Poster F108, Tuesday, March 28, 8:00 – 10:00 am, Pacific Concourse
Deep learning techniques for decoding EEG signatures of viewing or refreshing face, scene, and word stimuli
Jacob Williams1, Ashok Samal1, Matthew Johnson1; 1University of Nebraska - Lincoln
Modern deep learning techniques have proven revolutionary in the classification of images, speech signals, and other data types, yet are rarely applied in the analysis of cognitive neuroscience datasets. Deep learning techniques are particularly effective in data with high temporal and spatial correlation, seemingly making them a natural fit for techniques such as fMRI and EEG. However, due to the tendency for deep learning techniques to overfit, thousands or even millions of samples are usually required for optimal results. Cognitive neuroscience datasets rarely reach that size; thus multivariate pattern analysis (MVPA) in neuroimaging typically employs simpler classification techniques, which conversely may ignore relevant features and underfit. We explored whether deep learning techniques could be fruitfully applied to EEG MVPA in a dataset previously analyzed with Sparse Multinomial Logistic Regression (SMLR). Participants in the study viewed and refreshed (thought back to) face, scene, or word pictures, and we classified the category either perceived or refreshed. We found that in individual-subject models (~200 samples per participant) analogous to typical MVPA approaches, deep learning techniques only matched SMLR after extensive regularization, data augmentation, and careful tuning. Furthermore, complicated architectures using convolutional or recurrent layers drastically overfitted even in the presence of regularization and data augmentation. However, when considering a universal (cross-subject) model containing several thousand samples, convolutional and recurrent architectures significantly outperformed both individual-subject and universal SMLR models for visual perception. These results suggest that deep learning techniques may significantly boost MVPA performance in neuroimaging studies when sufficient data are available.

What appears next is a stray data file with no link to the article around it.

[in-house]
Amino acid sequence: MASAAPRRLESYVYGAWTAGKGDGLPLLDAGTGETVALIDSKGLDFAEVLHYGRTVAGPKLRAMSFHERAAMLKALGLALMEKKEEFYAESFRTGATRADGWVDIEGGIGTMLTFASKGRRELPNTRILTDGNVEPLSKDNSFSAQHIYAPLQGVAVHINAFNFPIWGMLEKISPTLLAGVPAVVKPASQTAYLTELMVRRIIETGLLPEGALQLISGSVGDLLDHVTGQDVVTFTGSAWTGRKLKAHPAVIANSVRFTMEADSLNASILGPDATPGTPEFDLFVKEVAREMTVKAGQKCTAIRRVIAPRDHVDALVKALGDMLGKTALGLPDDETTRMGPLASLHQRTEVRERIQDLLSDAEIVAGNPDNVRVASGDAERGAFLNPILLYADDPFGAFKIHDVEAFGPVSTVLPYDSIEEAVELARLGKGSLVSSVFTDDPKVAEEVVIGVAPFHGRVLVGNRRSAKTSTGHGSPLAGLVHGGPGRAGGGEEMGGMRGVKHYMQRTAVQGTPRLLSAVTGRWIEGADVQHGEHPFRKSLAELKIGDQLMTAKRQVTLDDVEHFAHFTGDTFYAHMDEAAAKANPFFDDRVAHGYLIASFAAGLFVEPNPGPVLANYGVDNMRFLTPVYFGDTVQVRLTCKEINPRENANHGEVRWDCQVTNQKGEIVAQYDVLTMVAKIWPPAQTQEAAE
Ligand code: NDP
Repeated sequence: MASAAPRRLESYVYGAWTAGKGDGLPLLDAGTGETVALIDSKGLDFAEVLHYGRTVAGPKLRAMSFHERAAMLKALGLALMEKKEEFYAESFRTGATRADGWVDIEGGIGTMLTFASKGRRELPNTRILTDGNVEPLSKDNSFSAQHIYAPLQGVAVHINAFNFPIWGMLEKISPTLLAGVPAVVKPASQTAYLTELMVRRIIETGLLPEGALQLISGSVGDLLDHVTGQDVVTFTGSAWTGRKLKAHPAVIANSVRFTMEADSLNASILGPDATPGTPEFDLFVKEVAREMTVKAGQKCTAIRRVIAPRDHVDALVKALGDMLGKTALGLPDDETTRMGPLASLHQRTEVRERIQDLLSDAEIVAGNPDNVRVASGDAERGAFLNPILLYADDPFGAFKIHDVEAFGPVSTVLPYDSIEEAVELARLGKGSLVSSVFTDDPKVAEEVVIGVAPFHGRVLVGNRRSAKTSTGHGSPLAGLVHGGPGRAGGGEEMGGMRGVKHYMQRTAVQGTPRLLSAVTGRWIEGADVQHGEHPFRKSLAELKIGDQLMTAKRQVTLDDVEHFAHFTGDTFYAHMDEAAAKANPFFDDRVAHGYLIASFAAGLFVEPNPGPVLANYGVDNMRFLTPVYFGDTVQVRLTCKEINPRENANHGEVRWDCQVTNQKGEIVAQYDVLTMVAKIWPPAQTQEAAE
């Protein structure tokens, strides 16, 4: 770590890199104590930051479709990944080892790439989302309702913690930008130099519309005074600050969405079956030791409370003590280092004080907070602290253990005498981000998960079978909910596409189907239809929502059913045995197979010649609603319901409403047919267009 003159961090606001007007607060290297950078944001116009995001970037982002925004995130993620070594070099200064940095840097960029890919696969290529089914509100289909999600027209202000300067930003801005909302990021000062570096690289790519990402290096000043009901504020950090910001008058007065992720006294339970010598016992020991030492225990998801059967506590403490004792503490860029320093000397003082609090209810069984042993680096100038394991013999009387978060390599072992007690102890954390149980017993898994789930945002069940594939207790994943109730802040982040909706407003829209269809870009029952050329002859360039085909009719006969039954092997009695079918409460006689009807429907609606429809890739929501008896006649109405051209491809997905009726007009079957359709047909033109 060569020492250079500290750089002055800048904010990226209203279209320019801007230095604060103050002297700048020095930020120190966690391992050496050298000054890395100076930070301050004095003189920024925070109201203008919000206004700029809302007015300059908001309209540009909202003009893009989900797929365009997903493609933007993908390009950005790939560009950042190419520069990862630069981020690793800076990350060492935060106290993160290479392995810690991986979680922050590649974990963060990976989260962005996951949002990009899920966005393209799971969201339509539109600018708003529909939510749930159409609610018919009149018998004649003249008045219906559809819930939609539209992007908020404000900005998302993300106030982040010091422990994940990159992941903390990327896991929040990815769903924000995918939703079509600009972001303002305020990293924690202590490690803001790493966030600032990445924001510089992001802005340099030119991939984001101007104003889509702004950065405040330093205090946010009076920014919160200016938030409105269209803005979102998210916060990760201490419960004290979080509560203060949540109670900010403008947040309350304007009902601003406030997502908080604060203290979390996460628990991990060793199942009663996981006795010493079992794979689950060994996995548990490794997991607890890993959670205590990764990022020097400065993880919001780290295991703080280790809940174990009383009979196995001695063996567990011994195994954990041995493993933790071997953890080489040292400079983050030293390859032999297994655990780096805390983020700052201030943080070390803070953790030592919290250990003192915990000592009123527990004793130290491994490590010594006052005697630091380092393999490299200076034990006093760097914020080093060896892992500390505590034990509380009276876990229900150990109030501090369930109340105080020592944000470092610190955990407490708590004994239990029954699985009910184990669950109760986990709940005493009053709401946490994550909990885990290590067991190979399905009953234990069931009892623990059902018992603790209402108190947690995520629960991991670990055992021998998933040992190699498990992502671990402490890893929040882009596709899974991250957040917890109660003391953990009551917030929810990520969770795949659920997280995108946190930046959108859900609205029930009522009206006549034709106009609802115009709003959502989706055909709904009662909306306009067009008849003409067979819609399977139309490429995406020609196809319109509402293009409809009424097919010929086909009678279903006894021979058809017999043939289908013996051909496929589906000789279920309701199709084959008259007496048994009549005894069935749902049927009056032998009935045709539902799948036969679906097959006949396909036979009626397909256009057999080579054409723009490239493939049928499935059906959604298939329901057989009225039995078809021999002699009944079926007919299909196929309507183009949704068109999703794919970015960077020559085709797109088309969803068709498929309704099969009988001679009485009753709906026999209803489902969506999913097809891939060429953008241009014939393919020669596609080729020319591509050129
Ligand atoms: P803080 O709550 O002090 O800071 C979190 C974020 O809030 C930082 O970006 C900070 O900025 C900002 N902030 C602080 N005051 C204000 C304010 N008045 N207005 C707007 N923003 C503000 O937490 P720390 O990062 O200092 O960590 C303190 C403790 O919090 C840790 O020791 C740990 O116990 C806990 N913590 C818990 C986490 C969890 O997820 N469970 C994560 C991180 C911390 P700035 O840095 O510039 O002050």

Topic Area: METHODS: Neuroimaging